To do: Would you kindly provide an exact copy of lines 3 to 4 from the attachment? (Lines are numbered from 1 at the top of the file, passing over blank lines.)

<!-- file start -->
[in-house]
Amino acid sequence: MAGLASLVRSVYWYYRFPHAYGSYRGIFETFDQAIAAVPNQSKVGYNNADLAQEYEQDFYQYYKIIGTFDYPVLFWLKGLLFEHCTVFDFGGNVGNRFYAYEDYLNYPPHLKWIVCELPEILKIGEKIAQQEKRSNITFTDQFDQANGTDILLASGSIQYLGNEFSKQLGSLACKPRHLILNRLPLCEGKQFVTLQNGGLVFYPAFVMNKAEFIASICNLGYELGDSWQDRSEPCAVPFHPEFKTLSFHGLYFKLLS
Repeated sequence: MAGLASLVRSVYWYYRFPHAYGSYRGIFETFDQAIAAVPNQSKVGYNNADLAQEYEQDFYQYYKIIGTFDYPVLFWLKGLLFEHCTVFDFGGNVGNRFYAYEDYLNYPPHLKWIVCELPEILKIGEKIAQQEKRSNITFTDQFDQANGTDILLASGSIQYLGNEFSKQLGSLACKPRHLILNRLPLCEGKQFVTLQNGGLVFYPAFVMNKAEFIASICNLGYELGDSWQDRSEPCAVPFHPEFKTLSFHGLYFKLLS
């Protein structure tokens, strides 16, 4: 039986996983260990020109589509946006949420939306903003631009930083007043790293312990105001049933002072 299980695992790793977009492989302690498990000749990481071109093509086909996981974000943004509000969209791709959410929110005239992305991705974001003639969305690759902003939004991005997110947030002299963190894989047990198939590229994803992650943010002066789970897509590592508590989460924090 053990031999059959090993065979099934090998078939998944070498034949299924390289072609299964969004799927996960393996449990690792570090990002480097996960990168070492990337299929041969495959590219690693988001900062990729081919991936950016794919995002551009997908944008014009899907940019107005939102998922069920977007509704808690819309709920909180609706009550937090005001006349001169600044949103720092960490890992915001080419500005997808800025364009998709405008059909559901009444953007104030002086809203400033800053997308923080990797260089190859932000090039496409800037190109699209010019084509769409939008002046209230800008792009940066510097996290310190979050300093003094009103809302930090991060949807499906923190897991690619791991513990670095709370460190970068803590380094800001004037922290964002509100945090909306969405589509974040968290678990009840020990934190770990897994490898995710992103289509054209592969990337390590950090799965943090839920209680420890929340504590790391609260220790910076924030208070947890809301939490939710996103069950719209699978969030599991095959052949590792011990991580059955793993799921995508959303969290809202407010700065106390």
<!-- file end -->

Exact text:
Repeated sequence: MAGLASLVRSVYWYYRFPHAYGSYRGIFETFDQAIAAVPNQSKVGYNNADLAQEYEQDFYQYYKIIGTFDYPVLFWLKGLLFEHCTVFDFGGNVGNRFYAYEDYLNYPPHLKWIVCELPEILKIGEKIAQQEKRSNITFTDQFDQANGTDILLASGSIQYLGNEFSKQLGSLACKPRHLILNRLPLCEGKQFVTLQNGGLVFYPAFVMNKAEFIASICNLGYELGDSWQDRSEPCAVPFHPEFKTLSFHGLYFKLLS
């Protein structure tokens, strides 16, 4: 039986996983260990020109589509946006949420939306903003631009930083007043790293312990105001049933002072 299980695992790793977009492989302690498990000749990481071109093509086909996981974000943004509000969209791709959410929110005239992305991705974001003639969305690759902003939004991005997110947030002299963190894989047990198939590229994803992650943010002066789970897509590592508590989460924090 053990031999059959090993065979099934090998078939998944070498034949299924390289072609299964969004799927996960393996449990690792570090990002480097996960990168070492990337299929041969495959590219690693988001900062990729081919991936950016794919995002551009997908944008014009899907940019107005939102998922069920977007509704808690819309709920909180609706009550937090005001006349001169600044949103720092960490890992915001080419500005997808800025364009998709405008059909559901009444953007104030002086809203400033800053997308923080990797260089190859932000090039496409800037190109699209010019084509769409939008002046209230800008792009940066510097996290310190979050300093003094009103809302930090991060949807499906923190897991690619791991513990670095709370460190970068803590380094800001004037922290964002509100945090909306969405589509974040968290678990009840020990934190770990897994490898995710992103289509054209592969990337390590950090799965943090839920209680420890929340504590790391609260220790910076924030208070947890809301939490939710996103069950719209699978969030599991095959052949590792011990991580059955793993799921995508959303969290809202407010700065106390």